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CHAPTER 16 Inflation
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CHAPTER 16 Inflation

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  1. ECONOMICS 5e Michael Parkin CHAPTER 16Inflation Chapter 33 in Economics

  2. Learning Objectives • Distinguish between inflation and a one-time rise in the price level • Explain the different ways in which inflation can be generated • Describe how people try to forecast inflation

  3. Learning Objectives (cont.) • Explain the short-run and long-run relationships between inflation and unemployment • Explain the short-run and long-run relationships between inflation and interest rates

  4. Learning Objectives • Distinguish between inflation and a one-time rise in the price level • Explain the different ways in which inflation can be generated • Describe how people try to forecast inflation

  5. Inflation and the Price Level • Inflation is a process in which the price level is rising and money is losing value. • Inflation is not the increase in the price of one item. • Inflation is the increase in the price of all items by similar percentages.

  6. Inflation and the Price Level • A one-time jump in the price level is not inflation. • Inflation is an ongoing process.

  7. Inflation, ongoing process of rising price level A one-time rise in the price level Inflation Versus a One-TimeRise in the Price Level 160 150 140 Price level (1992 = 100) 130 120 110 100 90 1992 1993 1994 1995 1996 1997

  8. Inflation and the Price Level To calculate the inflation rate, the difference in the price level of the two years is divided by the first year’s price level.

  9. 120 126  Inflation  100 Rate 120 Inflation and the Price Level For example, if this year’s price level is 126 and last years was 120, then inflation is:  5 percent per year.

  10. Learning Objectives • Distinguish between inflation and a one-time rise in the price level • Explain the different ways in which inflation can be generated • Describe how people try to forecast inflation

  11. Inflation and the Price Level There are two sources of pressure on the price level and inflation: 1) Demand pull 2) Cost push

  12. Demand-Pull Inflation Demand-pull inflation is inflation that results from an initial increase in aggregate demand. This can result from an: • Increase in the money supply • Increase in government purchases • Increase in exports

  13. Demand-Pull Inflation Inflation Effect of an Increase in Aggregate Demand If an event leads to an increase in aggregate demand when the real GDP equals potential GDP, both GDP and the price level will increase initially.

  14. Demand-Pull Inflation Wage Response • However, a shortage of labor exists and wages begin to rise. • Short-run aggregate supply begins to decrease and the SAS curve shifts leftward. • The price level rises, and real GDP begins to decrease toward potential GDP.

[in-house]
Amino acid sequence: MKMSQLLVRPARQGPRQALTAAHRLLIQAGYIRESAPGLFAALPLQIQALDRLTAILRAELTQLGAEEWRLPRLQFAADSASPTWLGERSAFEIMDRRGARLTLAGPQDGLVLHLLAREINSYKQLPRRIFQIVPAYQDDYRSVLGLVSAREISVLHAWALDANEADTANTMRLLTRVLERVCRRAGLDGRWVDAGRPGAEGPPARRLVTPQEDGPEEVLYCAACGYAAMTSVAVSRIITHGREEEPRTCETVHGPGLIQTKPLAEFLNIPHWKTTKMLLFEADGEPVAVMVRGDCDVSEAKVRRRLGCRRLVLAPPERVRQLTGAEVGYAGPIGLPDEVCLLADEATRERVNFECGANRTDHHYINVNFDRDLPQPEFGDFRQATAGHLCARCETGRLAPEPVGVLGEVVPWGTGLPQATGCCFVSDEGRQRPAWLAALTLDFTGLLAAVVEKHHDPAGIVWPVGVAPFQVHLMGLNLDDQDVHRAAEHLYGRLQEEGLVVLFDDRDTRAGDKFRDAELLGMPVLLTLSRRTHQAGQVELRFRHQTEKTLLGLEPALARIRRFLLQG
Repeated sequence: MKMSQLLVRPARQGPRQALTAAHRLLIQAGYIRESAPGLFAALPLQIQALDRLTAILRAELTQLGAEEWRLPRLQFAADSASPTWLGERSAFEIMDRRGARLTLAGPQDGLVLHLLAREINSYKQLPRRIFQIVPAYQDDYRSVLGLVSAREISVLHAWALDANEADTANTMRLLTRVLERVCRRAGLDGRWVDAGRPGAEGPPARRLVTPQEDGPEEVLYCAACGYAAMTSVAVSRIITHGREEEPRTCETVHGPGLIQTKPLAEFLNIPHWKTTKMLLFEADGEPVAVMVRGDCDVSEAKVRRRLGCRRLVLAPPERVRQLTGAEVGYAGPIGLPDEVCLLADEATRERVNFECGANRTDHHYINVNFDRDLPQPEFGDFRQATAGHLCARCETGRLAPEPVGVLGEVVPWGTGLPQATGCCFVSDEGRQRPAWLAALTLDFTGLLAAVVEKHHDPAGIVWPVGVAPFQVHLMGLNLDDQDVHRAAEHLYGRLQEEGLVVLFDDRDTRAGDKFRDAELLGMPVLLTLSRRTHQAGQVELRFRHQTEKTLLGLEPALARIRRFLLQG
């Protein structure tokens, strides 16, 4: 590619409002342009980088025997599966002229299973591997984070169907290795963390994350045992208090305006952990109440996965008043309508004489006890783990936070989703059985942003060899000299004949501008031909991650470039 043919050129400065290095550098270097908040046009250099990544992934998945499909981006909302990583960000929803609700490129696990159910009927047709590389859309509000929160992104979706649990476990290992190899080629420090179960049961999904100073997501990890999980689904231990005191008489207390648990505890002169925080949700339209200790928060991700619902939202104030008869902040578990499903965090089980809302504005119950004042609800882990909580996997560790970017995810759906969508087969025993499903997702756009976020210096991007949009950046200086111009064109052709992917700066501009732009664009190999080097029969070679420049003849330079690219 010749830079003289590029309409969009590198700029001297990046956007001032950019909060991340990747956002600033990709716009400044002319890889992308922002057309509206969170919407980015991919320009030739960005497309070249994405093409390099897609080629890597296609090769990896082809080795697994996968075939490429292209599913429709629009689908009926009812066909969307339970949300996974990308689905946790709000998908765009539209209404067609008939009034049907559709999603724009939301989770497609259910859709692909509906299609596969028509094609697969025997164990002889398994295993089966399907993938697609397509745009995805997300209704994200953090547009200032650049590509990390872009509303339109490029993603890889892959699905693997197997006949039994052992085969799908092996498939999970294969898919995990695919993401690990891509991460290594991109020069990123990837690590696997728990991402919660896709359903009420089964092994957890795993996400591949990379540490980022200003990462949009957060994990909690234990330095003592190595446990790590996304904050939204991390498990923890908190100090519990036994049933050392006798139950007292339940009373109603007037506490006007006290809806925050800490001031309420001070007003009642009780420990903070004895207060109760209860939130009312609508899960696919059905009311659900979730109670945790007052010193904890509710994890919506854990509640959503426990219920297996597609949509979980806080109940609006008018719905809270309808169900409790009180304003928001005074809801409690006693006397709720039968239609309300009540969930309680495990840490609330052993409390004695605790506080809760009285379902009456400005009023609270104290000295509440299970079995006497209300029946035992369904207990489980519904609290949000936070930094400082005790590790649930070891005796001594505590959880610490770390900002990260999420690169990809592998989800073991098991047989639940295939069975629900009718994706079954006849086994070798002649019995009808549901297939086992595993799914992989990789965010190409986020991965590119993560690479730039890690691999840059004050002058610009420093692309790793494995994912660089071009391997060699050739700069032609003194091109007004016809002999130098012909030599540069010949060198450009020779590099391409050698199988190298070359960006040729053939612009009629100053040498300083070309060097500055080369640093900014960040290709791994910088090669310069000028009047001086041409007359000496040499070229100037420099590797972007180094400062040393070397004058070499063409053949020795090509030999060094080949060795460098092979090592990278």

15. SAS1 AD1 0 A Demand-Pull Rise in the Price Level Increase in AD raises price level and increases real GDP... LAS 130 Price level (GDP deflator, 1992 = 100) (cont.) (cont.) SAS0 121 …wages rise, and SAS shifts leftward. Price level rises further, and real GDP declines 113 110 100 AD0 6.0 6.5 7.0 7.5 8.0 8.5 Real GDP (trillions of 1992 dollars)

  16. Demand-Pull Inflation A Demand-Pull Inflation Process • For inflation to persist, aggregate demand must increase repeatedly, and.. • …the quantity of money must persistently increase.

  17. SAS2 SAS1 AD2 AD1 0 A Demand-Pull Inflation Spiral LAS 133 Repeated increases in ADcreate a price-wage spiral Price level (GDP deflator, 1992 = 100) 125 SAS0 121 113 110 AD0 6.0 6.5 7.0 7.5 8.0 8.5 Real GDP (trillions of 1992 dollars)

  18. Demand-Pull Inflation Demand-Pull Inflation in the United States • A series of events similar to this occurred in the U.S. during the 1960s. • Government spending increased for Vietnam and social programs. • The growth rate of money increased.

  19. Cost-Push Inflation Cost-push inflation is inflation that results from an initial increase in costs. This can result from an: • Increase in money wage rates. • Increase in the money prices of raw materials.

  20. Cost-Push Inflation Initial Effect of a Decrease in Aggregate Supply • If the price of oil were to increase dramatically (supply shock) the short-run aggregate supply curve would shift leftward. • The price level would rise and real GDP would decline.

  21. Cost-Push Inflation Initial Effect of a Decrease in Aggregate Supply • Stagflation is the combination of a rise in the price level and a decrease in real GDP. • This one time event is not inflation. • Other things must occur for this to be converted into a process of money supply growth and ongoing inflation.

  22. SAS1 0 A Cost-Push Rise in the Price Level Resource price rise shifts SAS leftward and causes stagflation LAS 130 Price level (GDP deflator, 1992 = 100) SAS0 120 117 110 100 AD0 6.0 6.5 7.0 7.5 8.0 8.5 Real GDP (trillions of 1992 dollars)

  23. Cost-Push Inflation Aggregate Demand Response • When real GDP falls, unemployment rises above the full employment rate. • The Fed may respond by increasing the money supply. • Aggregate demand increases. • Full employment has been restored, but prices have increased further.

  24. SAS1 AD1 0 Aggregate DemandResponse to Cost Push LAS 130 Factor price rise shifts SAS leftward and causes inflation. Price level (GDP deflator, 1992 = 100) 121 SAS0 117 The Fed increases AD to restore full- employment and the price level rises again. 110 100 AD0 6.0 6.5 7.0 7.5 8.0 8.5 Real GDP (trillions of 1992 dollars)

  25. Cost-Push Inflation A Cost-Push Inflation Process • As a result of this second increase in the cost of production, the oil companies raise the price of oil a second time. • The short-run aggregate supply curve shifts leftward and stagflation begins again. • The process repeats itself.